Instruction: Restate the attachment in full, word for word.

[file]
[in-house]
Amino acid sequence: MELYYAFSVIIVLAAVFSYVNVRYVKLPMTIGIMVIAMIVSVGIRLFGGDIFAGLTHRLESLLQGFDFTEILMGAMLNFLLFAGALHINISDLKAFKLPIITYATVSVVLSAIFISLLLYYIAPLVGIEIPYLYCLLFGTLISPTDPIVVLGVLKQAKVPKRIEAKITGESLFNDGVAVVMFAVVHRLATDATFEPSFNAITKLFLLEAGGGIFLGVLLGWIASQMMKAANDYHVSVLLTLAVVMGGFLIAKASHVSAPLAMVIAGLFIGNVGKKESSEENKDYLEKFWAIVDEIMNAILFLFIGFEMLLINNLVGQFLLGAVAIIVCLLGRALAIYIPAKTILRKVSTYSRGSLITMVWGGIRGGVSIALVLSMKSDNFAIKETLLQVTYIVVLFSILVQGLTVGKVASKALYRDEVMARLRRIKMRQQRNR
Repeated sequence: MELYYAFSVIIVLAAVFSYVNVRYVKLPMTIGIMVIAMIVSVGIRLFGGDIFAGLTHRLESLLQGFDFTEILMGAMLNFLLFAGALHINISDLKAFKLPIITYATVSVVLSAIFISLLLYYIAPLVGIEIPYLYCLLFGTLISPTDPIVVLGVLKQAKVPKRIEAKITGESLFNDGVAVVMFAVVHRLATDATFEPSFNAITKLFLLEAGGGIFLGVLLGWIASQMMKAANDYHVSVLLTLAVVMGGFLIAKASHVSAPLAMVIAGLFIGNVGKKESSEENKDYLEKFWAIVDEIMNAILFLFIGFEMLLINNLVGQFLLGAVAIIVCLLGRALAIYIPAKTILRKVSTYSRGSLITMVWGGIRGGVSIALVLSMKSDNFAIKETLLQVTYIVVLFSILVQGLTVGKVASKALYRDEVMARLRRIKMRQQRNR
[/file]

[in-house]
Amino acid sequence: MELYYAFSVIIVLAAVFSYVNVRYVKLPMTIGIMVIAMIVSVGIRLFGGDIFAGLTHRLESLLQGFDFTEILMGAMLNFLLFAGALHINISDLKAFKLPIITYATVSVVLSAIFISLLLYYIAPLVGIEIPYLYCLLFGTLISPTDPIVVLGVLKQAKVPKRIEAKITGESLFNDGVAVVMFAVVHRLATDATFEPSFNAITKLFLLEAGGGIFLGVLLGWIASQMMKAANDYHVSVLLTLAVVMGGFLIAKASHVSAPLAMVIAGLFIGNVGKKESSEENKDYLEKFWAIVDEIMNAILFLFIGFEMLLINNLVGQFLLGAVAIIVCLLGRALAIYIPAKTILRKVSTYSRGSLITMVWGGIRGGVSIALVLSMKSDNFAIKETLLQVTYIVVLFSILVQGLTVGKVASKALYRDEVMARLRRIKMRQQRNR
Repeated sequence: MELYYAFSVIIVLAAVFSYVNVRYVKLPMTIGIMVIAMIVSVGIRLFGGDIFAGLTHRLESLLQGFDFTEILMGAMLNFLLFAGALHINISDLKAFKLPIITYATVSVVLSAIFISLLLYYIAPLVGIEIPYLYCLLFGTLISPTDPIVVLGVLKQAKVPKRIEAKITGESLFNDGVAVVMFAVVHRLATDATFEPSFNAITKLFLLEAGGGIFLGVLLGWIASQMMKAANDYHVSVLLTLAVVMGGFLIAKASHVSAPLAMVIAGLFIGNVGKKESSEENKDYLEKFWAIVDEIMNAILFLFIGFEMLLINNLVGQFLLGAVAIIVCLLGRALAIYIPAKTILRKVSTYSRGSLITMVWGGIRGGVSIALVLSMKSDNFAIKETLLQVTYIVVLFSILVQGLTVGKVASKALYRDEVMARLRRIKMRQQRNR